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For many Americans, moving between states means leaving a job that they cannot take with them. Occupational licensing creates a barrier to work mobility between states, diminishing economic growth and individual achievement. Licensing requirements within a state are burdensome enough, but out-of-state licenses are often rejected altogether. Migrating workers are forced to go through the entire licensing process anew or meet additional requirements to transfer a license.
The State Solution
States should adopt universal recognition of occupational licenses. Universal recognition allows workers to enter a state and quickly engage in the occupation they have performed in another state, deepening a state’s talent pool and expanding economic growth.
Arizona first modeled this solution with its landmark reform in 2019, which recognizes out-of-state licenses and government certifications from other states for workers who have been licensed for at least year. The worker cannot have disqualifying criminal conduct or be subject to an investigation, and the license must be in good standing in all other states.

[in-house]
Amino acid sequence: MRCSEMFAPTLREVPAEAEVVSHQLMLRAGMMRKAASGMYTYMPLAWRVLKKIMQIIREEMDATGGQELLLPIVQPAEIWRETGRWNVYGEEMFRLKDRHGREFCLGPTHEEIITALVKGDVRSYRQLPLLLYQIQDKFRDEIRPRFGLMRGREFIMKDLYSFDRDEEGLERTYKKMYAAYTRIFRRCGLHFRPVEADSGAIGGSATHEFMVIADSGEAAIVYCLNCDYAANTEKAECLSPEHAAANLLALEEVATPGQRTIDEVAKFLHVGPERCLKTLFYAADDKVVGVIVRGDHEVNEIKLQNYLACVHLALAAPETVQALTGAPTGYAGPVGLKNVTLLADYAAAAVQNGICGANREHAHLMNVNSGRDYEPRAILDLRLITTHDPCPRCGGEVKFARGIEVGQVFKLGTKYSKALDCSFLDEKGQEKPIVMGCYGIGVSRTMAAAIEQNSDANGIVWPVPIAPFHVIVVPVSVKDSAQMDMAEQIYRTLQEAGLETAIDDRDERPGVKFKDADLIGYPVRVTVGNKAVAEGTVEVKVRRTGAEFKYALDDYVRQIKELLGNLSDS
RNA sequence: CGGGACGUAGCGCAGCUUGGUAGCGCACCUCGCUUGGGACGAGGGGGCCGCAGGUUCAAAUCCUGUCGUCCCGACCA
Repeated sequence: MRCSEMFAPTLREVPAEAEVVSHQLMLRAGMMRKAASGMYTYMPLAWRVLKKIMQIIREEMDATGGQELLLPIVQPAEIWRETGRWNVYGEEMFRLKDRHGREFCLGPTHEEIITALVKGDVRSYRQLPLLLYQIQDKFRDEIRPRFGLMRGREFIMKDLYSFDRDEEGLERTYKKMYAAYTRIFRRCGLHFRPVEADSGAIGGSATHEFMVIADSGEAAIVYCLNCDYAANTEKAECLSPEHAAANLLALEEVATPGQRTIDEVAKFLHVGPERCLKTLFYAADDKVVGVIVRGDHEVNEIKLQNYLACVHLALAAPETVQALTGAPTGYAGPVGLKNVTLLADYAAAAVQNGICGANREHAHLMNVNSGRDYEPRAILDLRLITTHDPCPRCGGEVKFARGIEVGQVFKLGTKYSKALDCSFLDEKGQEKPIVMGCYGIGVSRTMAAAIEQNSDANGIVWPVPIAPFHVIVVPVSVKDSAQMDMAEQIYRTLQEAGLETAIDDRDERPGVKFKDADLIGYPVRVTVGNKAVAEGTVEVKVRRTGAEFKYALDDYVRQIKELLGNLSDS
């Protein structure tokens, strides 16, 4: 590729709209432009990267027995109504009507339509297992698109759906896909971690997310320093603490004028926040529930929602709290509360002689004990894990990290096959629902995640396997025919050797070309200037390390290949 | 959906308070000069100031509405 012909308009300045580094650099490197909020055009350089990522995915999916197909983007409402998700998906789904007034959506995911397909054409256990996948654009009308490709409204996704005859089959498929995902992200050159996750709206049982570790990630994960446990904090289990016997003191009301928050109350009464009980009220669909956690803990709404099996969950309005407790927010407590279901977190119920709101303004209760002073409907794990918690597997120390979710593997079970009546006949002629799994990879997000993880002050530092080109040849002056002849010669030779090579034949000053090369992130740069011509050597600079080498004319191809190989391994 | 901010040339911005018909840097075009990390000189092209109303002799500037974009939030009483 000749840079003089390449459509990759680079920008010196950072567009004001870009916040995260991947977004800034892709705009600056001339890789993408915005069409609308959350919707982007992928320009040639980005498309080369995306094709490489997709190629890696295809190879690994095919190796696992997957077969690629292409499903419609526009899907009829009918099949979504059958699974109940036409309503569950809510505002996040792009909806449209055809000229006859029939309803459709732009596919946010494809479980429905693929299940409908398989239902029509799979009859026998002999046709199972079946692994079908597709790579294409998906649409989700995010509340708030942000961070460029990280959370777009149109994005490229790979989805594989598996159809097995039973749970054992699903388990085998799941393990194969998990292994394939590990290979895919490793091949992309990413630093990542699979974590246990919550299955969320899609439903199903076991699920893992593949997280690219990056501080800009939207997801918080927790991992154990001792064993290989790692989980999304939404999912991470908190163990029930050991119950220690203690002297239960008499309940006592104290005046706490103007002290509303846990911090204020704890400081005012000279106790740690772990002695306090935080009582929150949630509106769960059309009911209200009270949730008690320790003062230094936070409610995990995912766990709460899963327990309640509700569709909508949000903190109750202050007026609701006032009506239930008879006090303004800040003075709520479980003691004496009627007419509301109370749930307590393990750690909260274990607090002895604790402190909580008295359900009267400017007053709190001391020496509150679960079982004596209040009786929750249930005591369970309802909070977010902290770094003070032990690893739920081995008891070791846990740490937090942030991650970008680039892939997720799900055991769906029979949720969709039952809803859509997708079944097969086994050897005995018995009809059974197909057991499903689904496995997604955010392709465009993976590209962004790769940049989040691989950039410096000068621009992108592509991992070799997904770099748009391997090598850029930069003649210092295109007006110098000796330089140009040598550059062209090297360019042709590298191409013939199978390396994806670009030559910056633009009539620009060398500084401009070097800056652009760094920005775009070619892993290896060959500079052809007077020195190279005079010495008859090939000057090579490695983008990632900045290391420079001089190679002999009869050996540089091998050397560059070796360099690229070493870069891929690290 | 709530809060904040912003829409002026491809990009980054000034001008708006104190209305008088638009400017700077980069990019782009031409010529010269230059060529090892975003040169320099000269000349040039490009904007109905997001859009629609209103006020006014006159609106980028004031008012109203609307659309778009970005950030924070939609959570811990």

Why This Matters
Every American should have the opportunity to practice their profession in the state of their choice—without having to overcome repetitive, time-consuming, and expensive restrictions. As a result of the pandemic, the American economy faces record levels of unemployment and significant labor disruptions between states and across industries. Burdensome occupational licensing systems that restrict interstate mobility cannot be justified in the best of economic times. During economic contractions like the pandemic recession, they are outright unfair.
- Occupational licensing barriers reduce interstate mobility for nearly one in four American workers who are in licensed occupations.
- Evidence shows that workers in licensed occupations move across state lines at significantly lower rates than unlicensed workers, restricting the efficient functioning of labor markets.
- These restrictions reduce worker earnings because they cannot experience earnings growth from changing jobs between states.
- These restrictions also reduce job creation and economic growth in states that need more workers but cannot easily bring them in due to licensing barriers.
States Currently Implementing Universal Recognition
What States Should Do Next
States should enact a Universal Recognition Act based on the Arizona law. Model legislation is available from the Institute for Justice and Goldwater Institute and from the other states that have already enacted a similar law.
- Working paper: Is Occupational Licensing a Barrier to Interstate Migration?
- Universal Licensing Recognition (Arizona Office of the Governor)
- Universal Recognition of Occupational Licenses Act model legislation (Institute for Justice)
- Breaking Down Barriers to Work – Universal Recognition of Occupational Licenses Act (Goldwater Institute)